• You can use this anywhere on your body, but be careful that you don't get it into your hair. If you do get it caught in your hair, it should dissolve or loosen up with oil - baby oil, olive oil, and peanut butter all work really well, much like they do with bubble gum. It takes a little while, but this does work! (I gave myself a head wound on Halloween, and ended up using the peanut butter method on my hairline and my eyebrow. I smelled delicious.)
  • You can use things besides toilet paper for texture. Coffee grounds make excellent scabs, and crushed cereal gives you a flaky, falling-apart look. Experiment and have fun!

Happy Halloween, everyone!

Friday, October 20, 2017

Ready to Go Book Display: Boarding Schools

Welcome to our series, "Ready to Go! Book Display." Once a month we'll highlight the latest or greatest for every age group that you can promote within your library or order for your collection. Pack your bags, we're going to boarding school.

Recommendations for Adults:
The Lying Game by Ruth Ware (Jul 2017)
Four girls are best friends and inseparable at Salten, a second-rate boarding school near the cliffs of the England Channel. They are notorious for playing the Lying Game, telling lies to both fellow boarders and faculty. Their little game has consequences when they soon learn their shared past was not as safely buried as they had once hoped.

The Headmaster's Wife by Thomas Christopher Greene (Feb 2014)
Found wandering naked and mentally traumatized in Central Park, the headmaster of an elite boarding school imparts a story that is shaped by complicated memories, the evolution of a loving relationship, and a tragedy he cannot comprehend.

Smoke by Dan Vyleta (May 2016)
A tale set in an alternate 19th-century England where the lower classes emit smoke from their bodies that is believed to reflect wicked natures, three students at an elite boarding school for future leaders make discoveries that could cost them their lives.

Prep by Curtis Sittenfeld (Jan 2005)
During the late 1980s, fourteen-year-old Lee Flora leaves behind her close-knit, middle-class Indiana family to enroll in an elite co-ed boarding school in Massachusetts, becoming a shrewd observer of, and eventually a participant in, their rituals and customs.

Testimony by Anita Shreve (Oct 2008)
At a New England boarding school, a sex scandal is about to break. Even more shocking than the sexual acts themselves is the fact that they were caught on videotape.

Recommendations for Teens:

A School for Unusual Girls by Kathleen Baldwin (May 2015)
Scientific-minded Georgiana Fitzwilliam is sent to a school for unusual high society girls for the ostensible purpose of being reformed into a respectable lady, but is instead secretly enlisted into the war effort alongside Lord Sebastian Wyatt.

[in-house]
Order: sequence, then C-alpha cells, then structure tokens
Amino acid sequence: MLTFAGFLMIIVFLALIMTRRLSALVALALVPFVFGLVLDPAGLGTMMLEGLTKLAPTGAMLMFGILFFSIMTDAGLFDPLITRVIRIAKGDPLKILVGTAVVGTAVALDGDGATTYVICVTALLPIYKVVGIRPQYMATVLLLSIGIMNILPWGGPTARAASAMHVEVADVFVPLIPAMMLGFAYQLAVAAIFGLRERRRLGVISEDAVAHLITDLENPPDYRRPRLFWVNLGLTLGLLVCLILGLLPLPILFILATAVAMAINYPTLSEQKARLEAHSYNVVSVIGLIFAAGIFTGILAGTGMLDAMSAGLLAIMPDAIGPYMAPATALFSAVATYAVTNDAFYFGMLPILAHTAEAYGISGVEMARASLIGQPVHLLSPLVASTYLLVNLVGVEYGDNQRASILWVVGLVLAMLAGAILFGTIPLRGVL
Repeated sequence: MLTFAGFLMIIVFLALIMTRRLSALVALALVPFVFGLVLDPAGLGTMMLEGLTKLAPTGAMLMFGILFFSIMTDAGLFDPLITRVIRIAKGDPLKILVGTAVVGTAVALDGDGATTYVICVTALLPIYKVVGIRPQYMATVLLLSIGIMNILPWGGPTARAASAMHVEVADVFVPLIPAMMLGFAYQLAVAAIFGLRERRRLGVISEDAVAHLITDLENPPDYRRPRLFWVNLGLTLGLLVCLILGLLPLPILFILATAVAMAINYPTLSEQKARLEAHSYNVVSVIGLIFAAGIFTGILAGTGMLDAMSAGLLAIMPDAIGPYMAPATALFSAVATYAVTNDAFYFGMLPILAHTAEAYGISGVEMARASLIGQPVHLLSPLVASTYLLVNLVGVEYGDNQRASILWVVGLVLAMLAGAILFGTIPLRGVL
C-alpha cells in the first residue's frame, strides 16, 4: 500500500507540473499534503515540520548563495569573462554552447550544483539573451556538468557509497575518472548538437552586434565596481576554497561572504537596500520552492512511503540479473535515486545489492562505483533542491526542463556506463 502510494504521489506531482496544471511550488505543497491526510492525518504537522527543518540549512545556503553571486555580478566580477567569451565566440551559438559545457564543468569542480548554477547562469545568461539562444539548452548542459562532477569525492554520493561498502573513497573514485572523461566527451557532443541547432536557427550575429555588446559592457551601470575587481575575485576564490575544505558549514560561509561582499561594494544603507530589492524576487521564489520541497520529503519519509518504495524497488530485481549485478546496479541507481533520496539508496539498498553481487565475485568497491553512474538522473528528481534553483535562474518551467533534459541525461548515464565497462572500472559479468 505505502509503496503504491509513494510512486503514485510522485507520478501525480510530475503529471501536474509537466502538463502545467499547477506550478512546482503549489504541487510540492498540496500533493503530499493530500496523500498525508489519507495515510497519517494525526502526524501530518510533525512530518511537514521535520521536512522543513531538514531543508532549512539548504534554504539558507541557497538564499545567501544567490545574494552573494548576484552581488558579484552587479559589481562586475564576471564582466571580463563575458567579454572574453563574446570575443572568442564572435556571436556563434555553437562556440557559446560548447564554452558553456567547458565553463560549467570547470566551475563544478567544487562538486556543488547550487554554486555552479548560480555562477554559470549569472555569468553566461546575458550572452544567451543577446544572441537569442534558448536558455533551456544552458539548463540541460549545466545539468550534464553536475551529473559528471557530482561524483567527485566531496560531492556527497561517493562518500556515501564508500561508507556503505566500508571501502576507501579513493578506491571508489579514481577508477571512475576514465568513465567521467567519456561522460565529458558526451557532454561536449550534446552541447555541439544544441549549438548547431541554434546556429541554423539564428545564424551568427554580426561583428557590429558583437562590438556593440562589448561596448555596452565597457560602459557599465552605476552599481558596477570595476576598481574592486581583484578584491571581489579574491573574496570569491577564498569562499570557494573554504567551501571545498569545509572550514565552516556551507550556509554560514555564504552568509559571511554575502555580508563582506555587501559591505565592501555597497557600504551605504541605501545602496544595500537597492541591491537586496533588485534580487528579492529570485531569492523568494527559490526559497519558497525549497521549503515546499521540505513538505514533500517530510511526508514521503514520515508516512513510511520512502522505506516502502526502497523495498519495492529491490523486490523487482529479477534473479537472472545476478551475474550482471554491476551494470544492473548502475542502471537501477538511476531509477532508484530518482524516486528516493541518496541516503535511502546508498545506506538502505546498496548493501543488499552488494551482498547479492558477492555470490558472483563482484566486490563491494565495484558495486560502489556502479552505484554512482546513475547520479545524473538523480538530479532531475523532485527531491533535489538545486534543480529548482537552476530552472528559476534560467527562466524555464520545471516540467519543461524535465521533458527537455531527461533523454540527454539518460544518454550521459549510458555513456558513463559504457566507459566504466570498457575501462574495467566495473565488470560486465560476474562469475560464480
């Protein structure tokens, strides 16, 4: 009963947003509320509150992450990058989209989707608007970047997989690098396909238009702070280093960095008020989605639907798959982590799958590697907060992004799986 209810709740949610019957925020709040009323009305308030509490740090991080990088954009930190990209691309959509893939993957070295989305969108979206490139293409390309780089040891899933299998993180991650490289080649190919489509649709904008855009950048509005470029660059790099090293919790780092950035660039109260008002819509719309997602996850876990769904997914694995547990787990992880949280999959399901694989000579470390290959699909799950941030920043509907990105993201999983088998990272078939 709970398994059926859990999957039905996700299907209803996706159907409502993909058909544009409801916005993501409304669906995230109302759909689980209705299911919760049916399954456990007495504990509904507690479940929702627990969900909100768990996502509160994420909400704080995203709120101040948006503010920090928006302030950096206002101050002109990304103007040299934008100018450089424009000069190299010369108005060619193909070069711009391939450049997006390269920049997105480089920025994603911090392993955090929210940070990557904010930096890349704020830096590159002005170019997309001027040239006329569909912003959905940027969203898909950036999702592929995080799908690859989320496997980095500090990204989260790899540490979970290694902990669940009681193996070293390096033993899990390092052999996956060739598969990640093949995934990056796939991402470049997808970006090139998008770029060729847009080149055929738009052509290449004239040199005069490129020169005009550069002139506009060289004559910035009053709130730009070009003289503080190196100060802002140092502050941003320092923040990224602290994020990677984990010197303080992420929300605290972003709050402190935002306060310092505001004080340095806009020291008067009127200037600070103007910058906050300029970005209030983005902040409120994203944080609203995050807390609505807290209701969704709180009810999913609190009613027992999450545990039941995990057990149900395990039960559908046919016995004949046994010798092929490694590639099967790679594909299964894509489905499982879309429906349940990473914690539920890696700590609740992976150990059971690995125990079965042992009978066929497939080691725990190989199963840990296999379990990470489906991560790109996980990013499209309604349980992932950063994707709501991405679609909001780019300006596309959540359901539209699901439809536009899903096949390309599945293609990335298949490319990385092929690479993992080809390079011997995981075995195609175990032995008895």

Winger by Andrew Smith (May 2013)
Two years younger than his classmates at a prestigious boarding school, fourteen-year-old Ryan Dean West grapples with living in the dorm for troublemakers, falling for his female best friend who thinks of him as just a kid, and playing wing on the Varsity rugby team with some of his frightening new dorm-mates.

The Name of the Star by Maureen Johnson (Sep 2011)
Rory, of Boueuxlieu, Louisiana, is spending a year at a London boarding school when she witnesses a murder by a Jack the Ripper copycat and becomes involved with the very unusual investigation.

Paper Covers Rock by Jenny Hubbard (Jun 2011)
In 1982 Buncombe County, North Carolina, sixteen-year-old Alex Stromm writes of the aftermath of the accidental drowning of a friend, as his English teacher reaches out to him while he and a fellow boarding school student try to cover things up.

Openly Straight by Bill Konigsberg (May 2013)
Tired of being known as "the gay kid," Rafe Goldberg decides to assume a new persona when he comes east and enters an elite Massachusetts prep school - but trying to deny his identity has both complications and unexpected consequences.

The Nightmare Affair by Mindee Arnett (Mar 2013)
Being the only Nightmare at Arkwell Academy, a boarding school for "magickind," sixteen-year-old Destiny Everhart feeds on the dreams of others, working with a handsome human student to find a killer.

I Am Her Revenge by Meredith Moore (Apr 2015)
Enrolled at an English boarding school, Vivian targets an innocent senior as part of a revenge plot her manipulative mother devised, but as the plan is set in motion, Vivian starts to uncover secrets so dark and deadly they threaten to unravel the deceptive being that Mother worked so hard to create.

Recommendations for Children:

Harry Potter and the Sorcerer's Stone by J.K. Rowling (Illustrated - Oct 2015)
Rescued from the outrageous neglect of his aunt and uncle, a young boy with a great destiny proves his worth while attending Hogwarts School of Witchcraft and Wizardry.

The Storybook of Legends by Shannon Hale (Oct 2013)